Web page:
Ourika Valley, Morocco
The Tzadik’s Last Berber-Jewish Protector
Hananiyah Elfassie is the last Berber Jew in the Ourika Valley of Morocco's High Atlas mountains, two hours by bus from Marrakech. Though most members of the Moroccan Berber tribes are Muslim today, some North African Berbers, like Elfassie's ancestors, were Jewish before Arab conquerors arrived here over 1300 years ago.
"Fifty years ago," Elfassie remembers, "Ourika had 300 Jewish families. We had two synagogues, Jewish schools, rabbis to perform circumcisions, bar-mitzvahs and weddings, and plenty of kosher food and matzah for Pesach." In those days, Elfassie worked the Ourika Valley's olive presses and traded Jewish crafts with local Berber Muslims.
Then Elfassie's Berber-Jewish family and friends joined a wave of Moroccan immigration to Israel in the 1950s and 1960s. Eventually, only Hananiyah Elfassie, his mother Saada, and his wife Yamna remained.
Saada Elfassie was born in Ourika and devoted her life to guarding the tomb of a tzadik, Rabbi Shlomo ben Hensh, dead 500 years but still revered like a saint. Like their Muslim counterparts, who revere each departed holy man, Jewish Berbers always made tzadik commemoration a cornerstone of their religious life.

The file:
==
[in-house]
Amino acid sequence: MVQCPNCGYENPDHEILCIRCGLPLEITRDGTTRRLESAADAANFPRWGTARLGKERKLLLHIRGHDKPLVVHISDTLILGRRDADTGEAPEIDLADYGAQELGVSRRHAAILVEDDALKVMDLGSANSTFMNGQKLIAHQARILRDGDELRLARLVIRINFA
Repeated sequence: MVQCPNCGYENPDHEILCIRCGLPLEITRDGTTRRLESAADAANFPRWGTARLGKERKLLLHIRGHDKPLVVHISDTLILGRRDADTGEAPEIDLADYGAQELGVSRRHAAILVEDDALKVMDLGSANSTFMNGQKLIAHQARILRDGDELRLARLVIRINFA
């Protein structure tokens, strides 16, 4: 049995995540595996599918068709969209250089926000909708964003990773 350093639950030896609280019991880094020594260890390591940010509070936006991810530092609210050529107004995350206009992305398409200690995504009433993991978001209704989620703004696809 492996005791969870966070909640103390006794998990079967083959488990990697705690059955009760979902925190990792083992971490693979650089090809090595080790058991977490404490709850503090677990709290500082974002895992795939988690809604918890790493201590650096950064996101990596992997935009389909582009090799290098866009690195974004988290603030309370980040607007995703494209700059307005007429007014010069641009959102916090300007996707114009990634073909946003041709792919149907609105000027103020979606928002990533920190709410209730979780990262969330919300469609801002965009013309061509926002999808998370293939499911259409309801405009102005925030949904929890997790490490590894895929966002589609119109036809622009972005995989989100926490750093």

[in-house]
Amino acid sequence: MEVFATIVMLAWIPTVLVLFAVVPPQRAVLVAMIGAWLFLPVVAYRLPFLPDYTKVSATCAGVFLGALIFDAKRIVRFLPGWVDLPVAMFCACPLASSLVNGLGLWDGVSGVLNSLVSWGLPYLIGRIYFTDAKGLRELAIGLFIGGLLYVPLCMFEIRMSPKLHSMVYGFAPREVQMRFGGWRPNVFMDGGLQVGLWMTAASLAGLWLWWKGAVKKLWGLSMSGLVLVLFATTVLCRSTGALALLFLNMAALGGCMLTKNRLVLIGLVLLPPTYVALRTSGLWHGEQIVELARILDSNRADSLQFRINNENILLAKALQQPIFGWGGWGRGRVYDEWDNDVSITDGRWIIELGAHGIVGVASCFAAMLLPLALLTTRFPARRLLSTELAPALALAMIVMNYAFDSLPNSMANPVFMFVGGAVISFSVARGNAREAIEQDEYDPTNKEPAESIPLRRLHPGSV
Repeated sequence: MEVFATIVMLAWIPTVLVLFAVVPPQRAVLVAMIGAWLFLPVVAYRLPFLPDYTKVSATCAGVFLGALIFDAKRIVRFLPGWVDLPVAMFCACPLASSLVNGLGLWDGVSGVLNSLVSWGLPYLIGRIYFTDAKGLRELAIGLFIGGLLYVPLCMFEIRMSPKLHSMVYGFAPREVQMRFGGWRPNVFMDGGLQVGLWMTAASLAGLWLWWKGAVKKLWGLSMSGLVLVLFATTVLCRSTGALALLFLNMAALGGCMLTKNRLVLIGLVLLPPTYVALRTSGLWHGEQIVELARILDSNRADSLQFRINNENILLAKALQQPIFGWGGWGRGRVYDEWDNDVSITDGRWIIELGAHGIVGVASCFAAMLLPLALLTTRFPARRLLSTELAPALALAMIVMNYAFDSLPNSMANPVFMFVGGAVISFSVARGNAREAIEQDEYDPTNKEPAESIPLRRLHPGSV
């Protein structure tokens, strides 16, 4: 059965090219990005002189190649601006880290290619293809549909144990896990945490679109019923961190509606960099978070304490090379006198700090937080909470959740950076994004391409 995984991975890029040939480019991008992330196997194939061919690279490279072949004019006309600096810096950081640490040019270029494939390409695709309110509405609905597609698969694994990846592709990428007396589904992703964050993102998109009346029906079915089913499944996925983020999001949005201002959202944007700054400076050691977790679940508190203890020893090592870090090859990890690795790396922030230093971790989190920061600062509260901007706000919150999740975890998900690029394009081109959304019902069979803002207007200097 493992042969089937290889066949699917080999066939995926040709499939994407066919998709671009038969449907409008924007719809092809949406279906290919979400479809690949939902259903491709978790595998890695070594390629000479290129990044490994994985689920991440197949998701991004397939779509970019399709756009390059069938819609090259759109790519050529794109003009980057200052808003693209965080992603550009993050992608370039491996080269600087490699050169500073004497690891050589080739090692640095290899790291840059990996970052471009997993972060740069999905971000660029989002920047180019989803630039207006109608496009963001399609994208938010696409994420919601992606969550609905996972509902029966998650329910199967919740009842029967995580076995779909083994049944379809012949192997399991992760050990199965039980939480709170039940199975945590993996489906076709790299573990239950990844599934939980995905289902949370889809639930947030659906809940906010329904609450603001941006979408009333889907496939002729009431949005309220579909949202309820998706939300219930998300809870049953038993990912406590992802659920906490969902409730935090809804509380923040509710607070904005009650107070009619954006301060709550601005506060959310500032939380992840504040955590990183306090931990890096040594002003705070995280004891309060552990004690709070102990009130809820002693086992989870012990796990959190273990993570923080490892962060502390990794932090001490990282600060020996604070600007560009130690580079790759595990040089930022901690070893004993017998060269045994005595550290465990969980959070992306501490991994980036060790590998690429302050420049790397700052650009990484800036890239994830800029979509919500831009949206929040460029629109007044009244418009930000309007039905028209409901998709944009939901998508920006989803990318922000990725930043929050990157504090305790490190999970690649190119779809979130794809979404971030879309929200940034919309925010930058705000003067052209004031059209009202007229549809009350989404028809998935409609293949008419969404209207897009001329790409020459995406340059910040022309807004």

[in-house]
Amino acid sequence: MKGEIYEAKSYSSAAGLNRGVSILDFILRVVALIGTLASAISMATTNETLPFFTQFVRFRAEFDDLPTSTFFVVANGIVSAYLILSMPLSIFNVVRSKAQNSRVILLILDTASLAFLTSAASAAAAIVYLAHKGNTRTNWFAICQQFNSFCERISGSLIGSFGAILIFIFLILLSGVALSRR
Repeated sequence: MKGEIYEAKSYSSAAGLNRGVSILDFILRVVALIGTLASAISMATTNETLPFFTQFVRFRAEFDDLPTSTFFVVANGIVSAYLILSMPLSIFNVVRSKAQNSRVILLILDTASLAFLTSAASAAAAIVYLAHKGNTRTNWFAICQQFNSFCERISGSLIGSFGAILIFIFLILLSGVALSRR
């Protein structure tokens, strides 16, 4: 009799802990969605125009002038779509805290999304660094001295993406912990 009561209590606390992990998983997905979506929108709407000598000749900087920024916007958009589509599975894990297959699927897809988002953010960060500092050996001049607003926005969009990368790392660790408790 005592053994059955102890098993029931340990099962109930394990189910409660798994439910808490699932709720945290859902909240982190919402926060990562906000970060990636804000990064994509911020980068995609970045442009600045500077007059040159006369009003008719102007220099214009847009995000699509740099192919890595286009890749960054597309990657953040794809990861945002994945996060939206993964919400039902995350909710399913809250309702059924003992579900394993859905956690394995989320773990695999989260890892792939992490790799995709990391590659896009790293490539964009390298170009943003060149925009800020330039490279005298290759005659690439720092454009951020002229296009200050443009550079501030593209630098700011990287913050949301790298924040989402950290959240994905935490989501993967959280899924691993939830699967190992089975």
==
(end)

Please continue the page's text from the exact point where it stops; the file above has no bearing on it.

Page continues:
When Saada died 24 years ago, Hananiyah and Yamna assumed sole responsibility for guarding the Tzadik's tomb, said to be the source of miracles. Yamna died two years ago. The couple never had children. Now, Hananiyah Elfassie is alone with three graves - those of his wife, his mother, and the man they stayed in Ourika to watch: the Tzadik.
Though the Elfassies have long been supported by tzedakah donations from pilgrims who come for blessings and miracles from the long-departed rabbi, few visit Hananiyah and his tzadik these days. Israeli tourism to Morocco halted with the renewed Palestinian Intifada and American and Western European tourism have slowed to a trickle since the September 11 terrorist attacks. But the spirit of the Tzadik has survived many crises during his five centuries interred in the Ourika Valley.
Although Hananiyah often considered making aliyah, his path was impeded by a recurring dream, which his wife likewise experienced. In their dream, a snake appeared and became a staff that blocked their home's doorway. Hananiyah believes this vision was a sign from the Rabbi, who fears his grave will be lost without Hananiyah's vigilance.
Hananiyah Elfassie clings to the hope that Rabbi Shlomo ben Hensh's spell is strong enough to attract new protectors to take his place preserving the Tzadik's memory -- the last vestige of Berber-Jewish history in Morocco's Ourika Valley. It may take a miracle.